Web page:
As we continue our player-by-player season reviews, we take a look at how new signing Marko Grujic fared at Red Star Belgrade.
Grujic sealed his £5.1 million move to Merseyside in January, before rejoining Red Star on loan until the end of the season.
This allowed the midfielder to push for the Serbian Super League title with his boyhood club, before linking up with Jurgen Klopp‘s squad for pre-season ahead of the 2016/17.
As the first signing of Klopp’s reign at Liverpool, there is a weight of expectation on the youngster, though he is unlikely to hit top form immediately on his arrival at Anfield.
But what can supporters expect from Grujic in 2016/17, based on his performances in 2015/16?
Marko Grujic, 2015/16
On as a substitute: 2
Unused sub: 2
Grujic’s Red Star Farewell
With Red Star primed for success under Miodrag Bozovic in 2015/16, Grujic took up a key role in the Montenegrin’s midfield, after establishing himself on the manager’s arrival during the previous campaign.
Initially stationed at the base of Red Star’s midfield, Grujic employed his physicality and dynamism to great effect as the Belgrade outfit gained momentum in their title charge.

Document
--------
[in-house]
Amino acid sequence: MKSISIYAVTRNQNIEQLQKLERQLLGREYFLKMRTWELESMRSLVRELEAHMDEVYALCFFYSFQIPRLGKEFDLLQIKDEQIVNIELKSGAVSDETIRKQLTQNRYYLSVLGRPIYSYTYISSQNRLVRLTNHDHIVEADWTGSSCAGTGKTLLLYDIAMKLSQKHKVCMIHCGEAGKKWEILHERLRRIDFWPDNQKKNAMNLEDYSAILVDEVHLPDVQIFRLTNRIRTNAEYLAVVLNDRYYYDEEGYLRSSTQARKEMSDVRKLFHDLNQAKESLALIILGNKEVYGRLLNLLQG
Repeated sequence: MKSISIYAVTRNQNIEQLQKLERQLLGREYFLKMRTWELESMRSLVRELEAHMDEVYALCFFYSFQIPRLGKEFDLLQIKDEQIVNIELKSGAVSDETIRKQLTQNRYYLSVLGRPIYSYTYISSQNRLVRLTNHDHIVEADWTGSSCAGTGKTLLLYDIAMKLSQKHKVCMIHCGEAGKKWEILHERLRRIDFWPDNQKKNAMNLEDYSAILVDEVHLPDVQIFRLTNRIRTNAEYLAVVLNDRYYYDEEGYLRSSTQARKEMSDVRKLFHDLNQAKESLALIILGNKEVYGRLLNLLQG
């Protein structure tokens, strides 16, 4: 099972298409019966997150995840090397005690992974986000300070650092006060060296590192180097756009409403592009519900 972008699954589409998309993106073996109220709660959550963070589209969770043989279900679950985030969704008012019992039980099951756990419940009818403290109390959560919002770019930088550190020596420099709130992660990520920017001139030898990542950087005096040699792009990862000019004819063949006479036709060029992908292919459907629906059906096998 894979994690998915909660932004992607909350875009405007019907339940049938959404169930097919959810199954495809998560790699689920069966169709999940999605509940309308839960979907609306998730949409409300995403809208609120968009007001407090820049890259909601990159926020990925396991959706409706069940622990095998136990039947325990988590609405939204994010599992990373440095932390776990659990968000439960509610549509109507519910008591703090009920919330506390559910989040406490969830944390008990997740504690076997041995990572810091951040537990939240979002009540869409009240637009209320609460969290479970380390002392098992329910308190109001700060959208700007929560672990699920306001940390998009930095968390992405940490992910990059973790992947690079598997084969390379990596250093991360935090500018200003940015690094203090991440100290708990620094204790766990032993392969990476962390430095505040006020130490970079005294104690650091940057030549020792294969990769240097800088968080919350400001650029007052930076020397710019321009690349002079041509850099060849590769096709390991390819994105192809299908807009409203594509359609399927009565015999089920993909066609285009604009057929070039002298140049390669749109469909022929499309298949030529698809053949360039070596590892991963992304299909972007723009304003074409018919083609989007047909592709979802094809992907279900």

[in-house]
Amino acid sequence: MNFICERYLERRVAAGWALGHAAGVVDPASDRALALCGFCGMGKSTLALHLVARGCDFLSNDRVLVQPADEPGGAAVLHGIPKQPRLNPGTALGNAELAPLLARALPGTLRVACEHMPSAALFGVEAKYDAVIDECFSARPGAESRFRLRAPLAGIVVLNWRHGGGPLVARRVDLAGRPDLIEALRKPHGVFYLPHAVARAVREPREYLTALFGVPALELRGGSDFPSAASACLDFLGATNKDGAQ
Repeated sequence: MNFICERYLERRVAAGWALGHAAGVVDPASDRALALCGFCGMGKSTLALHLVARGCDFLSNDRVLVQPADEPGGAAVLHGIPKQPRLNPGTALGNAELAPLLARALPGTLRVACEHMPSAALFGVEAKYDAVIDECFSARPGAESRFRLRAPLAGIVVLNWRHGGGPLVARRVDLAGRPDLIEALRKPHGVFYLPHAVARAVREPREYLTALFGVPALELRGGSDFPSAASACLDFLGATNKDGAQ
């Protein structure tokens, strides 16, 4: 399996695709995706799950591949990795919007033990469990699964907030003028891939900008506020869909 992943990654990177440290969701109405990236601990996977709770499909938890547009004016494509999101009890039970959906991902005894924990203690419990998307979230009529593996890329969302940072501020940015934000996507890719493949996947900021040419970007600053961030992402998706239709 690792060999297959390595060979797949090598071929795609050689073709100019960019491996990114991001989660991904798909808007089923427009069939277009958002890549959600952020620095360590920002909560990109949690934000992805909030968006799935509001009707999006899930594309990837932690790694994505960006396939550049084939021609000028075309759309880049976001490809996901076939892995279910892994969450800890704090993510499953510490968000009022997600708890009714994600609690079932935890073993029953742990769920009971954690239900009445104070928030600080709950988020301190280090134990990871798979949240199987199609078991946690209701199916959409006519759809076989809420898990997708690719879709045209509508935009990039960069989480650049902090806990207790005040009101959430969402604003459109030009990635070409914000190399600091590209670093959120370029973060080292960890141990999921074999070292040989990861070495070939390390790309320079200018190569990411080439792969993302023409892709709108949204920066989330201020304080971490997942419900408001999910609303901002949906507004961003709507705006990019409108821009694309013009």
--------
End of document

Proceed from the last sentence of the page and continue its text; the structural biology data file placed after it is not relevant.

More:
Grujic is a 6’3″, dominant midfielder blessed with strong technical ability and a mobility that belies his frame, similar to compatriot and Premier League talent Nemanja Matic—a player who he has been regularly compared to as his rise to stardom continues.
Red Star went unbeaten before the Super League’s winter break, with Grujic featuring in 21 of their 22 league fixtures, winning 20 and drawing once.
The youngster scored five goals and laid on a further seven during this period, with his best performance arguably coming in a 7-1 away victory over FK Cukaricki in December, scoring Red Star’s first goal of the night with a low effort on the angle.
After sealing his transfer to Liverpool, however, Grujic was moved into a more advanced role by Bozovic, in a bemusing tactical switch by the 47-year-old.
Looking to benefit from Grujic’s attacking qualities, largely his powerful, long-range shooting, Bozovic instead saw his most talented youngster marginalised, unable to build up the head of stream required to dominate defences.
His only goal in the second half of the season came when restored to his deep-lying role, captaining Red Star in a 3-1 defeat to Vojvodina, as Bozovic’s side took their foot off the gas, safe in the knowledge that they were on their way to title success—secured at the beginning of May.